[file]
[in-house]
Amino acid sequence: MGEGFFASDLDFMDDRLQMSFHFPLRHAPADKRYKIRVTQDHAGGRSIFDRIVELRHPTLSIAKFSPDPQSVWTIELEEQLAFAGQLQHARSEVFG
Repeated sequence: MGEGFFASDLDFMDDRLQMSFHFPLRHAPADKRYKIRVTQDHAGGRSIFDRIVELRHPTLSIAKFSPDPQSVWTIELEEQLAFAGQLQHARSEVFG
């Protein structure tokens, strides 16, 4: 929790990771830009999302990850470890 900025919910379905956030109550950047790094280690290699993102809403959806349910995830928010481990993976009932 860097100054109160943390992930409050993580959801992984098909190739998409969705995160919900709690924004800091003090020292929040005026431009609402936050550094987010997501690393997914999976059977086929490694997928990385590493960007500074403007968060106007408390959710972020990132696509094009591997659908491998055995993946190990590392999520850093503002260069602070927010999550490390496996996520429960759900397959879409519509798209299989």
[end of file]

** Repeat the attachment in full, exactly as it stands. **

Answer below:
[in-house]
Amino acid sequence: MGEGFFASDLDFMDDRLQMSFHFPLRHAPADKRYKIRVTQDHAGGRSIFDRIVELRHPTLSIAKFSPDPQSVWTIELEEQLAFAGQLQHARSEVFG
Repeated sequence: MGEGFFASDLDFMDDRLQMSFHFPLRHAPADKRYKIRVTQDHAGGRSIFDRIVELRHPTLSIAKFSPDPQSVWTIELEEQLAFAGQLQHARSEVFG
């Protein structure tokens, strides 16, 4: 929790990771830009999302990850470890 900025919910379905956030109550950047790094280690290699993102809403959806349910995830928010481990993976009932 860097100054109160943390992930409050993580959801992984098909190739998409969705995160919900709690924004800091003090020292929040005026431009609402936050550094987010997501690393997914999976059977086929490694997928990385590493960007500074403007968060106007408390959710972020990132696509094009591997659908491998055995993946190990590392999520850093503002260069602070927010999550490390496996996520429960759900397959879409519509798209299989």